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Hands-on Gear Review
Price: $550 | Compare prices at 5 resellers
Pros: Extremely light, easy to set up, clips separate the inner and outer tents
Cons: Not strong, not durable, rear walls cave in during high winds, small vestibule, expensive, not adaptable
Best Uses: Lightweight three-season trips
The Big Agnes Fly Creek 2 Platinum, weighing in at 28 ounces (without the included stakes), is the lightest dedicated-pole, double-wall tent we've ever tested. Very easy to set up, and with excellent weather protection on all sides, the Platinum is one of our favorite shelters for ultralight backpacking and bicycle touring. Most ultralight shelters, when you include the weight of adjustable trekking poles (required for set-up), weigh more than this double-wall tent, and don't provide as much protection from blowing rain. A lack of headroom for sitting is this product's main drawback, but if you don't travel with trekking poles, you won't find a lighter tent with top-notch weather resistance. The Fly Creek Platinum earned a Top Pick for Ease of Use, and we recommend it to anyone who wants an extremely lightweight shelter, but doesn't enjoy complicated rigging.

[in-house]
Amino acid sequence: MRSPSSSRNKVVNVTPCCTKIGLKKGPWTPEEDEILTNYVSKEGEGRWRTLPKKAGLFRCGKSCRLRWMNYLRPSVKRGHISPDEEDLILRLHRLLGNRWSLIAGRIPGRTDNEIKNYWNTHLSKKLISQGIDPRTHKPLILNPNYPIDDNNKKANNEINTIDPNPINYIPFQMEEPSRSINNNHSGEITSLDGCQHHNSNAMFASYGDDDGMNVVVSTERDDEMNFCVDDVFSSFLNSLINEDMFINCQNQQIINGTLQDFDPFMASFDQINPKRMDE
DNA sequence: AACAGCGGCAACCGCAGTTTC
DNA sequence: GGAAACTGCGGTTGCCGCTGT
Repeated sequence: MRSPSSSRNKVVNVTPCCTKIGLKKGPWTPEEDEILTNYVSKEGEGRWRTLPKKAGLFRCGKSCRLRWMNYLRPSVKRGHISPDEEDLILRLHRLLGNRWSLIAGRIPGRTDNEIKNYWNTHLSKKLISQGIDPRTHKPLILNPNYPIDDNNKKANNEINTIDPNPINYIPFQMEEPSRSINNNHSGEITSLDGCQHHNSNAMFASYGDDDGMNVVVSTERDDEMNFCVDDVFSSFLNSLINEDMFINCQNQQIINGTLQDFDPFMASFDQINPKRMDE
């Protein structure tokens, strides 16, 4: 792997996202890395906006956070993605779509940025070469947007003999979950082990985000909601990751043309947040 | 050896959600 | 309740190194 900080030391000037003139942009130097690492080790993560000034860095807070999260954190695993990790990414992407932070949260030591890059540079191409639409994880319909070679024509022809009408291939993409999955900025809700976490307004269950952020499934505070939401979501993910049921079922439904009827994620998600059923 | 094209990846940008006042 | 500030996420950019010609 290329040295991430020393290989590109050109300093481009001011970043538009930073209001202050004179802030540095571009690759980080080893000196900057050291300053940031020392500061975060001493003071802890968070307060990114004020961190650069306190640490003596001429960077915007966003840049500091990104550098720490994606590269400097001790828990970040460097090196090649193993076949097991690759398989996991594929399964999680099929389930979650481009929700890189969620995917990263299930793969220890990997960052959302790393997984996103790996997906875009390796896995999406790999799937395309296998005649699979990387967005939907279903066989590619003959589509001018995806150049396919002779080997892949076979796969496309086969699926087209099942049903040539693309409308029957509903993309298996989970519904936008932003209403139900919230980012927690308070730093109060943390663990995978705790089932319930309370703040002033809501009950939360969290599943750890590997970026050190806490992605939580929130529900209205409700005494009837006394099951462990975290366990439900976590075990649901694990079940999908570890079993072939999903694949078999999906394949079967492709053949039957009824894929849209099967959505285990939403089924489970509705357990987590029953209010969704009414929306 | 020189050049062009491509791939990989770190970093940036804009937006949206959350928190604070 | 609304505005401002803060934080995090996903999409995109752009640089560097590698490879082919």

The ZPacks Hexamid Twin Tent won our Editors' Choice Award; in comparison to the Fly Creek, it also delivers a class-leading light weight and great weather protection, but is much roomier inside for two folks (you can sit up). If you hike with adjustable trekking poles, we think the Hexamid is the best ultralight shelter for backpacking and thru-hiking. However, the Fly Creek Platinum and Hexamid come with high price tags to match their high scores. The Mountain Laurel Designs Grace Tarp Duo receives our highest recommendation, if you're on a tight budget, for an ultralight backpacking shelter.
RELATED: Our complete review of ultralight tents
OutdoorGearLab Editors' Hands-on Review